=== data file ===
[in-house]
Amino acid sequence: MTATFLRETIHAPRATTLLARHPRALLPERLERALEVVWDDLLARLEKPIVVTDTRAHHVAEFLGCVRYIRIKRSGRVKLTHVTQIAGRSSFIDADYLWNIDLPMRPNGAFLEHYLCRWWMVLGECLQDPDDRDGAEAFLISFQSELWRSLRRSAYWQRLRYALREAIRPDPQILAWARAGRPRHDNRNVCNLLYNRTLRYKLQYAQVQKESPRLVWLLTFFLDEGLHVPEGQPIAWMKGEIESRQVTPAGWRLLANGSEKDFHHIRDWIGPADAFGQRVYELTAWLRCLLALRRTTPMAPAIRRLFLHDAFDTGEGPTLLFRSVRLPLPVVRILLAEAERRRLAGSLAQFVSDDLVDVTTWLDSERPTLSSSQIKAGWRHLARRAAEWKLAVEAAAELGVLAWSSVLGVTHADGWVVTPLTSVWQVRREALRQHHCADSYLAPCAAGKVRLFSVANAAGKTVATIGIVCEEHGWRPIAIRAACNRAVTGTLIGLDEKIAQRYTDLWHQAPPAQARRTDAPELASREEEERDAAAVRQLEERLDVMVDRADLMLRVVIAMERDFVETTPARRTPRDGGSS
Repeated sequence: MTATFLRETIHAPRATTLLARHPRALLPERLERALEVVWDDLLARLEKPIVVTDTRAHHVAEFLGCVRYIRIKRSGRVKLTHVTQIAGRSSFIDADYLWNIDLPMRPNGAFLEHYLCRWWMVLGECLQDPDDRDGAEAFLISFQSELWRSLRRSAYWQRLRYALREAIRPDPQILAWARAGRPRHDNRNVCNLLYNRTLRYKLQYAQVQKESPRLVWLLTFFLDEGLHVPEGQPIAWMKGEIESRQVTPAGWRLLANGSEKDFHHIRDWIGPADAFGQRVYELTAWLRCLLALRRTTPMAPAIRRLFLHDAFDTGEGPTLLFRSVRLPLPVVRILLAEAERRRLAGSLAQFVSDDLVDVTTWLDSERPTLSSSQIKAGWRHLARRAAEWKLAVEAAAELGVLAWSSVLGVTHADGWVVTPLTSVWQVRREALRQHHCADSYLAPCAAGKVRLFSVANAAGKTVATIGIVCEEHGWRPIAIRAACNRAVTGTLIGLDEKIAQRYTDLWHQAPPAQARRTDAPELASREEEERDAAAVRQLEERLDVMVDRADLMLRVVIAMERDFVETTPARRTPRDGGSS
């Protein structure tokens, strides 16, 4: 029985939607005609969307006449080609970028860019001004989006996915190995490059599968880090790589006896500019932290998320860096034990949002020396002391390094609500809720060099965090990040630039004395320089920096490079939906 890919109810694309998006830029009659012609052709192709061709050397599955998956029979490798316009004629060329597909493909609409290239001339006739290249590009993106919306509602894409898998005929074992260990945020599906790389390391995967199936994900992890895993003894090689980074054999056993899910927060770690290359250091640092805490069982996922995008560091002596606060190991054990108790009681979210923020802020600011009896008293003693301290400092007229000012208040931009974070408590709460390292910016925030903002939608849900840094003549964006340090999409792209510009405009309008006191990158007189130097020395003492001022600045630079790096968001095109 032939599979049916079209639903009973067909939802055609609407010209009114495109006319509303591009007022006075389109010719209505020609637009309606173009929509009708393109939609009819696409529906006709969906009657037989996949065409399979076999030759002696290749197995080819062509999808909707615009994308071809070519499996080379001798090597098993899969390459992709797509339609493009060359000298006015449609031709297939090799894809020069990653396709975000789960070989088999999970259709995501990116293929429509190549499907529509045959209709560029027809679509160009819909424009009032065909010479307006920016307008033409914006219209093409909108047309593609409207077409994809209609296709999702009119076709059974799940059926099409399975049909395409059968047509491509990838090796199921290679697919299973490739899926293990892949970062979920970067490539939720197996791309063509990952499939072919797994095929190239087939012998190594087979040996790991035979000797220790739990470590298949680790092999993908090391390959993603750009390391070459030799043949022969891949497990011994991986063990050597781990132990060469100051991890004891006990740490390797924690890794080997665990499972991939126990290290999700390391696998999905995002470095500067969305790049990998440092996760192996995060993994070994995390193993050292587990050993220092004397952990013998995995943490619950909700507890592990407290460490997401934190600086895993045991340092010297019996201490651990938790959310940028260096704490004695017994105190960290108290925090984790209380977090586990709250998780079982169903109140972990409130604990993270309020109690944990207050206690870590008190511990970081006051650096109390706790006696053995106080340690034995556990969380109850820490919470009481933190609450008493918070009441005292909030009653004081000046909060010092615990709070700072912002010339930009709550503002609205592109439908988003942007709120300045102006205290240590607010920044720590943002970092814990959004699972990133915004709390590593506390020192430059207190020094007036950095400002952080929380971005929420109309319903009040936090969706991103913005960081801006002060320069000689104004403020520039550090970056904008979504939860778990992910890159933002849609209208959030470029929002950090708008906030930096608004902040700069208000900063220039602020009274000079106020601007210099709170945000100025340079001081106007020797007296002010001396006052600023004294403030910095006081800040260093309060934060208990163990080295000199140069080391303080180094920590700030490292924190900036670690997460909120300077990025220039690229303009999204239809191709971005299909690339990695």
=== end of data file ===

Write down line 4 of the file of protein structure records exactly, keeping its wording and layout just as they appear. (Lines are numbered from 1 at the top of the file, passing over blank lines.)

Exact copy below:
């Protein structure tokens, strides 16, 4: 029985939607005609969307006449080609970028860019001004989006996915190995490059599968880090790589006896500019932290998320860096034990949002020396002391390094609500809720060099965090990040630039004395320089920096490079939906 890919109810694309998006830029009659012609052709192709061709050397599955998956029979490798316009004629060329597909493909609409290239001339006739290249590009993106919306509602894409898998005929074992260990945020599906790389390391995967199936994900992890895993003894090689980074054999056993899910927060770690290359250091640092805490069982996922995008560091002596606060190991054990108790009681979210923020802020600011009896008293003693301290400092007229000012208040931009974070408590709460390292910016925030903002939608849900840094003549964006340090999409792209510009405009309008006191990158007189130097020395003492001022600045630079790096968001095109 032939599979049916079209639903009973067909939802055609609407010209009114495109006319509303591009007022006075389109010719209505020609637009309606173009929509009708393109939609009819696409529906006709969906009657037989996949065409399979076999030759002696290749197995080819062509999808909707615009994308071809070519499996080379001798090597098993899969390459992709797509339609493009060359000298006015449609031709297939090799894809020069990653396709975000789960070989088999999970259709995501990116293929429509190549499907529509045959209709560029027809679509160009819909424009009032065909010479307006920016307008033409914006219209093409909108047309593609409207077409994809209609296709999702009119076709059974799940059926099409399975049909395409059968047509491509990838090796199921290679697919299973490739899926293990892949970062979920970067490539939720197996791309063509990952499939072919797994095929190239087939012998190594087979040996790991035979000797220790739990470590298949680790092999993908090391390959993603750009390391070459030799043949022969891949497990011994991986063990050597781990132990060469100051991890004891006990740490390797924690890794080997665990499972991939126990290290999700390391696998999905995002470095500067969305790049990998440092996760192996995060993994070994995390193993050292587990050993220092004397952990013998995995943490619950909700507890592990407290460490997401934190600086895993045991340092010297019996201490651990938790959310940028260096704490004695017994105190960290108290925090984790209380977090586990709250998780079982169903109140972990409130604990993270309020109690944990207050206690870590008190511990970081006051650096109390706790006696053995106080340690034995556990969380109850820490919470009481933190609450008493918070009441005292909030009653004081000046909060010092615990709070700072912002010339930009709550503002609205592109439908988003942007709120300045102006205290240590607010920044720590943002970092814990959004699972990133915004709390590593506390020192430059207190020094007036950095400002952080929380971005929420109309319903009040936090969706991103913005960081801006002060320069000689104004403020520039550090970056904008979504939860778990992910890159933002849609209208959030470029929002950090708008906030930096608004902040700069208000900063220039602020009274000079106020601007210099709170945000100025340079001081106007020797007296002010001396006052600023004294403030910095006081800040260093309060934060208990163990080295000199140069080391303080180094920590700030490292924190900036670690997460909120300077990025220039690229303009999204239809191709971005299909690339990695």